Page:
taking into consideration the nonmonetary strategic success factors that exert

a significant influence on the economic success of the organization. The BSC

is therefore a promising starting point, which also includes ecological and

social aspects in the main management systems of an organization.

Not only is this approach a set of performance indicators, but it also

represents something much more than that it is a management structure

modelling an integral planning, management and control process. There is

also the need to emphasize the fact that certain segments and employees

goals are brought into harmony with the companys organizational strategy,

so that the BSC approach is considered as the central and organizational

framework for the whole management process.



In relation to the first time that it appeared, the BSC approach has

changed so some extent, those changes leading to the yet better integration

of the strategy into the organizational business operations. This new version

of the BSC approach is based upon the continuous improvement of the

approach and encompasses six stages (Kaplan & Norton, 2008):

1. The development of a strategy based upon the internal context, the

external context and the existing strategy.

2. Strategy planning by developing a Map Strategy.

3. Bringing to compliance all initiatives with the organizational strategy.

4. Planning operations the budget and the strategy need to be connected

with each other.

5. Testing and adaptation whether the strategy is being implemented is

checked and necessary modifications to the same are made.

To be even more precise, the BSC concept is implicative of a balanced

organizational performance measurement system which implies a balance

between short-term and long-term goals, financial and nonfinancial

indicators, the leading indicators, as well as both internal and external

perspectives of the organizations performances (Kloppenborg & Petrick,


2. The Four Fundamental Perspectives of the BSC Approach

2.1. The four perspectives of the BSC Approach

The starting basis of the BSC approach methodology implies that no

management is possible of what cannot be measured; in the same way, it is

also impossible to measure what cannot be described (Kaplan et al., 1996;

Anthony et al., 2007).

The BSC model presented by Kaplan and Norton in 1992 is a popular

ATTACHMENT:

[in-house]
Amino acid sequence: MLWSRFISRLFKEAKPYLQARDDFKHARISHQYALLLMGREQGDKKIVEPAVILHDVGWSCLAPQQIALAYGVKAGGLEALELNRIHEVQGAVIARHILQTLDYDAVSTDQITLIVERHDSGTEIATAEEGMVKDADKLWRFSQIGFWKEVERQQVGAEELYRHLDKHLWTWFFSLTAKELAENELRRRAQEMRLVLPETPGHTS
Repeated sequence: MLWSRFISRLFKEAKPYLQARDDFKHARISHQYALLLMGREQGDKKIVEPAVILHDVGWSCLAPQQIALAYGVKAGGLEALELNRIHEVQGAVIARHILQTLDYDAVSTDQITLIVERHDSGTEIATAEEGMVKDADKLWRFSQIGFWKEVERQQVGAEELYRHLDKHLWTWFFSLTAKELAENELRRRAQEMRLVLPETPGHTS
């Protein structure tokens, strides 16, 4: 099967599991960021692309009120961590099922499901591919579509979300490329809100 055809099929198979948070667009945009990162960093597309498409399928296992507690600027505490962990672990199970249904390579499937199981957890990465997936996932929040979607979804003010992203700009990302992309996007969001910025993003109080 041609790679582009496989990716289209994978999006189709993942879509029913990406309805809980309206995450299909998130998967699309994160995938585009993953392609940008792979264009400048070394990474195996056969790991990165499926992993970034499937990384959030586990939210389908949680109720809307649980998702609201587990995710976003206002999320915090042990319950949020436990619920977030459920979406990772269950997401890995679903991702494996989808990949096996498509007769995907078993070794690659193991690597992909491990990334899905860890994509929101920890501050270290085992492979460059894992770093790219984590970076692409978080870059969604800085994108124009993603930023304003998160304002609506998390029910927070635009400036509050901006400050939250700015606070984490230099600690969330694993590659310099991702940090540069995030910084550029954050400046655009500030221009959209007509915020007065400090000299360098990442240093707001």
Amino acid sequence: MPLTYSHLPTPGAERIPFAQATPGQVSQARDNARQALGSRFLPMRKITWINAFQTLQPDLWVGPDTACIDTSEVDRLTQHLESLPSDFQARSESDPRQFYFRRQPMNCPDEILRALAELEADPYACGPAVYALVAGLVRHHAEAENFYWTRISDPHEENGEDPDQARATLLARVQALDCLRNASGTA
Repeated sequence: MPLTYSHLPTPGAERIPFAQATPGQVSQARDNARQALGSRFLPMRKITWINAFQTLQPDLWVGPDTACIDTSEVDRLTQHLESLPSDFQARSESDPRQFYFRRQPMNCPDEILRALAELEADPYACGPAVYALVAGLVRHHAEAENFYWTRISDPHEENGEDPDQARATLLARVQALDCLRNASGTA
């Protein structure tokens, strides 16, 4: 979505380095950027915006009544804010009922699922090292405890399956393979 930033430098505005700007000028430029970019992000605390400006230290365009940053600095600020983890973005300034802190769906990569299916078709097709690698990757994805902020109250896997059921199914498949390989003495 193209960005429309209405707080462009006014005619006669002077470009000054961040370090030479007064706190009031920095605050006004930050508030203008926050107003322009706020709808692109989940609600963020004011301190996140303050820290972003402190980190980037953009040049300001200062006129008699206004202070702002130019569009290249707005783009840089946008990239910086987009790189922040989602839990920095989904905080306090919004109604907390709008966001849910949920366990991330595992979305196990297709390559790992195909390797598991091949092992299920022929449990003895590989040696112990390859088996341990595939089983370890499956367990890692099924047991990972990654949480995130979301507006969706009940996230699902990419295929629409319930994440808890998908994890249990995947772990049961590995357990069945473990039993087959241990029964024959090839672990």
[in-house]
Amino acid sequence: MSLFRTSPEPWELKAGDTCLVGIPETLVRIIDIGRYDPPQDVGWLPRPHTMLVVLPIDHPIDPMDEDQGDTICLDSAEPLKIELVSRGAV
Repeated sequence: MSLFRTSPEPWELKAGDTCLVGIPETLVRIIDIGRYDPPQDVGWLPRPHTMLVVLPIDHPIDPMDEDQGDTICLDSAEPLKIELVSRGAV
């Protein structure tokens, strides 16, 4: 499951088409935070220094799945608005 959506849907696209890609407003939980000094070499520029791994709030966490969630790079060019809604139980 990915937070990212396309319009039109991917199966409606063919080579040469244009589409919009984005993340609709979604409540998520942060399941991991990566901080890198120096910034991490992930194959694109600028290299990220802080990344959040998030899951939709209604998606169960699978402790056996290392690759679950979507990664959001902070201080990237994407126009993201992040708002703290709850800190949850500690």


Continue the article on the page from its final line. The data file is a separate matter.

performance measurement system categorizing the goals of the organization

into the four measurable and operational perspectives: learning and growth,

the financial perspective, the user perspective, and internal business

processes (Kaplan & Norton, 1992).

As has already been mentioned, the BSC approach consists of the

measures of financial successfulness, buyer relationships, internal business

processes, organizational learning and growth. Each business unit in the

organization should develop its own BSC measures so that they should

reflect the organizations goals and strategies. Some of those measures will

be common to all participants, i.e. to all units, whereas others will be unique

for each business unit (Gascho et al., 2000).



The four main perspectives of the BSC approach according to

(Hannabarger et al., 2011) are as follows:

1) the financial perspective it measures the success made by a company

in increasing value for its shareholders, i.e. whether the organizational

strategy does contribute to the improvement of the financial state of the

organization or not;

2) the buyer perspective it measures how the organizational strategies

and activities oriented towards buyers influence buyer loyalty and

greater profitability;

3) the internal business processes perspective it measures how the

processes inside the organization should be carried out so as to increase

the efficiency of the organization itself; and

4) the learning and development perspective it measures how

innovations, employee education and employee satisfaction contribute

to the achievement of strategic goals.

The foregoing four perspectives do not eliminate one another, but they

rather support the goals of different management techniques (such as

strategic planning, Total Quality Management), which were being used in

the years when the BSC appeared for the first time. Each mentioned

perspective contains and is observed through the following four parameters,


goals What is it that needs to be done in order to make a success?

measures Which parameters will be selected and monitored in order to

prove a business success?

target values Which quantitative values are going to be used to

determine the measurement success?

initiatives What is it that needs to be done so as to achieve such set


According to the BSC concept, all financial and nonfinancial measures

should be included and they should be a part of the information system at

all the organizational levels (Kaplan & Norton, 2006).

The BSC contributes to the improvement of organizational performances,

enabling the existence of the four main elements, which, in comparison with

the other frameworks, make a difference between strategic management and

learning (Kaplan & Norton, 2007):

1. the clarification of the vision and mission for all the employed inside

the organization;

2. the role of communication as a factor of the integration of all the efforts

made by individual business units intended to meet the organizational




3. be focused on the importance of the approach as the tool enabling a

revised strategy; and

4. be focused on strategic feedback by including professional types of

knowledge of changes in the competitive environment.